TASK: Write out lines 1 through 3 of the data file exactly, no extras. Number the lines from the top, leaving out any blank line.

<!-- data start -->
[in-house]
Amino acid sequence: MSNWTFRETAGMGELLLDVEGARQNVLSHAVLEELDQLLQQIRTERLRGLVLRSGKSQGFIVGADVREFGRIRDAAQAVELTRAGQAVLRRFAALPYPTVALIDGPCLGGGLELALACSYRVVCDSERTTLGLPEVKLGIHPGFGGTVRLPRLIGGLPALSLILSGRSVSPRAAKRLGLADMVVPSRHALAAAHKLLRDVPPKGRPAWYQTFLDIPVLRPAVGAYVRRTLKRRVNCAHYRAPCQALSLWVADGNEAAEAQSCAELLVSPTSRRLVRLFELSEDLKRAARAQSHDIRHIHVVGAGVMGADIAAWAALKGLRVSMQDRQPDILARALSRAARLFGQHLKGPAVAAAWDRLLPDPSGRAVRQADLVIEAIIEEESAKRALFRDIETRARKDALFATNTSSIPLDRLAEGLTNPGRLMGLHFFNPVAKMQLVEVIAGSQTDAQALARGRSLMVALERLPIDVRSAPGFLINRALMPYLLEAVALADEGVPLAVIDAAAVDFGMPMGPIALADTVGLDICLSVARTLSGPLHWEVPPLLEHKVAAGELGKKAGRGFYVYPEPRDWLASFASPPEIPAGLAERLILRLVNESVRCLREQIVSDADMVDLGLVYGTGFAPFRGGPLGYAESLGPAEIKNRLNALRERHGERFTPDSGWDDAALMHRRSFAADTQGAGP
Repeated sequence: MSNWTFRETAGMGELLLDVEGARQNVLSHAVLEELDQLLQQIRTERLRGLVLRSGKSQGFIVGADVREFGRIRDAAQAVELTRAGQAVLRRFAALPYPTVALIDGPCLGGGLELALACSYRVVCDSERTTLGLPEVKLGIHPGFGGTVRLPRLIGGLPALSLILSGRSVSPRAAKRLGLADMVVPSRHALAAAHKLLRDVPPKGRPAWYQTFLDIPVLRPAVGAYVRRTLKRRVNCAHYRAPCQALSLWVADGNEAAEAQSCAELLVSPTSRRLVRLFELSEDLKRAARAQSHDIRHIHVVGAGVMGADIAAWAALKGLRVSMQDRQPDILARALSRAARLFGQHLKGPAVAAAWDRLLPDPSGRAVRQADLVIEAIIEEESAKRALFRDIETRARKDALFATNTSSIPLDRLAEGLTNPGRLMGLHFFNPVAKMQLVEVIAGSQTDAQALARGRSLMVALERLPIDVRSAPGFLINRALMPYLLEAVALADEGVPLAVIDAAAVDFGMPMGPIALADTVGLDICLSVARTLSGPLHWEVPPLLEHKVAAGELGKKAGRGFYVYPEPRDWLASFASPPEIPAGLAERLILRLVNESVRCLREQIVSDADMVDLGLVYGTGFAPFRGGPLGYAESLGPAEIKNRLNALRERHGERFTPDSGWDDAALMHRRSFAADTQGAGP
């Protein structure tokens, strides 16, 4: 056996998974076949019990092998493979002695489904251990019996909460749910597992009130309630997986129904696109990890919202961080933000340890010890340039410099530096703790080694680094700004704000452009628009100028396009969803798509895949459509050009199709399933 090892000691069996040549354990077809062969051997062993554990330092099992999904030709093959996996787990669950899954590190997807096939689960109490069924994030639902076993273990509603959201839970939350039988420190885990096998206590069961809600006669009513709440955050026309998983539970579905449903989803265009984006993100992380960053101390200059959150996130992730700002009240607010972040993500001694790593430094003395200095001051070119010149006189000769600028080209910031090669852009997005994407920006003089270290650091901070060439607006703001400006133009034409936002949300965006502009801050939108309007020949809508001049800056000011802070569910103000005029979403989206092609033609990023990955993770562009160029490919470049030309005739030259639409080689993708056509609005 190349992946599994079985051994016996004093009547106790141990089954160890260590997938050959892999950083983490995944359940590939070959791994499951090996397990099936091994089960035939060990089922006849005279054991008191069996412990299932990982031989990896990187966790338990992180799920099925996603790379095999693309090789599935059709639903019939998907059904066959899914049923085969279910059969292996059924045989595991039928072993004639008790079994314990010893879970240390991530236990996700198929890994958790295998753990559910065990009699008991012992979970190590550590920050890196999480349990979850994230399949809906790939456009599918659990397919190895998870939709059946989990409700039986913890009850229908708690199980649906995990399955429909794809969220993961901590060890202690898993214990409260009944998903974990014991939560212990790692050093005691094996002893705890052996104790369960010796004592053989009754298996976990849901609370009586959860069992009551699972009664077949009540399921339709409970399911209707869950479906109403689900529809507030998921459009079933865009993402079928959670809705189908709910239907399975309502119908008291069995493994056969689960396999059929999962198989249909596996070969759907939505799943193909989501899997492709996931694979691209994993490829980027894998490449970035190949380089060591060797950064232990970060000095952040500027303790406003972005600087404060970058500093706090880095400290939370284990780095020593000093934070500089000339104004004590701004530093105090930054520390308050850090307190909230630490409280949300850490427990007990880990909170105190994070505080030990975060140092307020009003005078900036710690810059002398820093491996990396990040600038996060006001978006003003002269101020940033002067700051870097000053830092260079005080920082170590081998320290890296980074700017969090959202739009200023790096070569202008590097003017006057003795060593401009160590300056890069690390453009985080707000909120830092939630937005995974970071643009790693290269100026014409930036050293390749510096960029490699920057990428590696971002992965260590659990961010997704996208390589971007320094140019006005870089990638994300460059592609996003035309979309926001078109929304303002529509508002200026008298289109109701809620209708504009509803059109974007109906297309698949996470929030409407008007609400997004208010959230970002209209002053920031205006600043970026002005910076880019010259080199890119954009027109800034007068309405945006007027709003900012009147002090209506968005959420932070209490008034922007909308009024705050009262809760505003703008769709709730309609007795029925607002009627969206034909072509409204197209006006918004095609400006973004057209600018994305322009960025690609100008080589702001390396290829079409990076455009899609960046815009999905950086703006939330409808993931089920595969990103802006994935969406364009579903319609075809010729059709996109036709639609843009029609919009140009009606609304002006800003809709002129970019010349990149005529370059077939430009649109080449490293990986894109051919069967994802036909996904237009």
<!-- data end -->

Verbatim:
[in-house]
Amino acid sequence: MSNWTFRETAGMGELLLDVEGARQNVLSHAVLEELDQLLQQIRTERLRGLVLRSGKSQGFIVGADVREFGRIRDAAQAVELTRAGQAVLRRFAALPYPTVALIDGPCLGGGLELALACSYRVVCDSERTTLGLPEVKLGIHPGFGGTVRLPRLIGGLPALSLILSGRSVSPRAAKRLGLADMVVPSRHALAAAHKLLRDVPPKGRPAWYQTFLDIPVLRPAVGAYVRRTLKRRVNCAHYRAPCQALSLWVADGNEAAEAQSCAELLVSPTSRRLVRLFELSEDLKRAARAQSHDIRHIHVVGAGVMGADIAAWAALKGLRVSMQDRQPDILARALSRAARLFGQHLKGPAVAAAWDRLLPDPSGRAVRQADLVIEAIIEEESAKRALFRDIETRARKDALFATNTSSIPLDRLAEGLTNPGRLMGLHFFNPVAKMQLVEVIAGSQTDAQALARGRSLMVALERLPIDVRSAPGFLINRALMPYLLEAVALADEGVPLAVIDAAAVDFGMPMGPIALADTVGLDICLSVARTLSGPLHWEVPPLLEHKVAAGELGKKAGRGFYVYPEPRDWLASFASPPEIPAGLAERLILRLVNESVRCLREQIVSDADMVDLGLVYGTGFAPFRGGPLGYAESLGPAEIKNRLNALRERHGERFTPDSGWDDAALMHRRSFAADTQGAGP
Repeated sequence: MSNWTFRETAGMGELLLDVEGARQNVLSHAVLEELDQLLQQIRTERLRGLVLRSGKSQGFIVGADVREFGRIRDAAQAVELTRAGQAVLRRFAALPYPTVALIDGPCLGGGLELALACSYRVVCDSERTTLGLPEVKLGIHPGFGGTVRLPRLIGGLPALSLILSGRSVSPRAAKRLGLADMVVPSRHALAAAHKLLRDVPPKGRPAWYQTFLDIPVLRPAVGAYVRRTLKRRVNCAHYRAPCQALSLWVADGNEAAEAQSCAELLVSPTSRRLVRLFELSEDLKRAARAQSHDIRHIHVVGAGVMGADIAAWAALKGLRVSMQDRQPDILARALSRAARLFGQHLKGPAVAAAWDRLLPDPSGRAVRQADLVIEAIIEEESAKRALFRDIETRARKDALFATNTSSIPLDRLAEGLTNPGRLMGLHFFNPVAKMQLVEVIAGSQTDAQALARGRSLMVALERLPIDVRSAPGFLINRALMPYLLEAVALADEGVPLAVIDAAAVDFGMPMGPIALADTVGLDICLSVARTLSGPLHWEVPPLLEHKVAAGELGKKAGRGFYVYPEPRDWLASFASPPEIPAGLAERLILRLVNESVRCLREQIVSDADMVDLGLVYGTGFAPFRGGPLGYAESLGPAEIKNRLNALRERHGERFTPDSGWDDAALMHRRSFAADTQGAGP